|Cataracts and Treatment
A cataract is a clouding of the lens in the eye that affects vision. If you suffer from cloudy or blurry vision, colors seem faded and the glare of headlights, lamps, or sunlight appears too bright or has a halo, there is a good chance that you have cataracts. This is the point when you should see a consultant about cataract treatment.
The lens of the eye begins life as a completely transparent tissue, made largely of protein that focuses light onto the retina at the back of the eye, where an image is recorded. One of the complications of ageing is that some of the protein may clump together and start to cloud a small area of the lens. This is a cataract. Over time, the cataract may grow larger and involve more of the lens, making it harder to see. Cataracts are very common in people who have passed 60 and can occur in either or both eyes. It cannot spread from one eye to the other.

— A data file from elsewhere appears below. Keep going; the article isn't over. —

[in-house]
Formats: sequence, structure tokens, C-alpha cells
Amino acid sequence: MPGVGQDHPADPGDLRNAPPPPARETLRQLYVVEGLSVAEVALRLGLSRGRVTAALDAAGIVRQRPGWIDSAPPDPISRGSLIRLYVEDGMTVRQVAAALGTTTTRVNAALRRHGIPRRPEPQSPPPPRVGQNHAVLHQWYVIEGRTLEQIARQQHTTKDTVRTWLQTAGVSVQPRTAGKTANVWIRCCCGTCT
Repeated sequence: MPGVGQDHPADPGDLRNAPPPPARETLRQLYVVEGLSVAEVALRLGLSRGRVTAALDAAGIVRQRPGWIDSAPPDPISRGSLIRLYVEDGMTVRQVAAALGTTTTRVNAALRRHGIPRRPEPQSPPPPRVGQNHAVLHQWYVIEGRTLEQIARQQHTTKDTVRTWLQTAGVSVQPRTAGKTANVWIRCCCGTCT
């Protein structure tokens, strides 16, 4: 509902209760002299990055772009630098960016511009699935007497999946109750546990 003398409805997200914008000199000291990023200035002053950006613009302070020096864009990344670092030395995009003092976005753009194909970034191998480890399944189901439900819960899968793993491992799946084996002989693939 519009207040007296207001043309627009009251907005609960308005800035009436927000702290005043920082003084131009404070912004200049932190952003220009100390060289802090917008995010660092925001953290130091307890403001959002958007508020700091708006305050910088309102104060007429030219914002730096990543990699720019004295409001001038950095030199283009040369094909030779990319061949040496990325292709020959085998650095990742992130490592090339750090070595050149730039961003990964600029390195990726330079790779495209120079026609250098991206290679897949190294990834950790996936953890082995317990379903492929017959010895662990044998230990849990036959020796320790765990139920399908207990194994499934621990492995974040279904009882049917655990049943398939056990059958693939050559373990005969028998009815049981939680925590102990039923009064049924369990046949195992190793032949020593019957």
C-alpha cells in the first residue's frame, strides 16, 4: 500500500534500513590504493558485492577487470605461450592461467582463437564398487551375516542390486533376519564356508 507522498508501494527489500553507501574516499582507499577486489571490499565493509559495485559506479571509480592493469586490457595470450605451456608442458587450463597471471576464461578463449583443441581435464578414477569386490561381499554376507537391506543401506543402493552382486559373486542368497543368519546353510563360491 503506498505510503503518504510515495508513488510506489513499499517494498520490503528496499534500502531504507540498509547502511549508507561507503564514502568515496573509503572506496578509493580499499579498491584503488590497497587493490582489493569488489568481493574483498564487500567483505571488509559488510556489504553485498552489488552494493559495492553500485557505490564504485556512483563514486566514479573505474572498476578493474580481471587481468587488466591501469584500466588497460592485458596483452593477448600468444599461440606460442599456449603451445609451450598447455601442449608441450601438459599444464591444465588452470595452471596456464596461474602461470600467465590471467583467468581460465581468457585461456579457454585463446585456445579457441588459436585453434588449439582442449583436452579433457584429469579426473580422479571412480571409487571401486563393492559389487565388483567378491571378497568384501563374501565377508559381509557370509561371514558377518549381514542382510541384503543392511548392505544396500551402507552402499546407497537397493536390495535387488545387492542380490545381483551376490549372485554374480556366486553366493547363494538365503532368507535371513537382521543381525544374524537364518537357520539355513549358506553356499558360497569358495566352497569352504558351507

Vision in a cataract-affected eye may be improved with new eyeglasses, brighter lighting, anti-glare sunglasses, or magnifying lenses. However when vision loss interferes with your everyday activities, such as driving, reading, or watching TV, surgery is the only cataract treatment possible. This involves having an ophthalmic surgeon remove the cloudy lens and replace it with an artificial lens.
After the natural lens has been removed, it is usually replaced by an artificial lens, called an intraocular lens (IOL). An IOL is a clear, plastic lens that requires no care and becomes a permanent part of your eye. Light is focused clearly by the IOL onto the retina, improving your vision. You will not feel or see the new lens. Following surgery you will wear a clear shield on the way home and then only at night for about a week. You will also use eye drops to help settle the mild post-surgical discomfort associated with the natural inflammatory reaction of the eye to the operation.
The recent introduction of Multi-Focal Implants makes it possible for cataract patients to free themselves entirely from the need to use spectacles. Professor Bentley specializes in using the latest designs of Multi-Focal Implants and offers his patients the chance to be ‘spectacle independent’ following cataract surgery, i.e. able to see in the distance and read without glasses. See this special page about how multi-focal implants have completely changed cataract treatment results.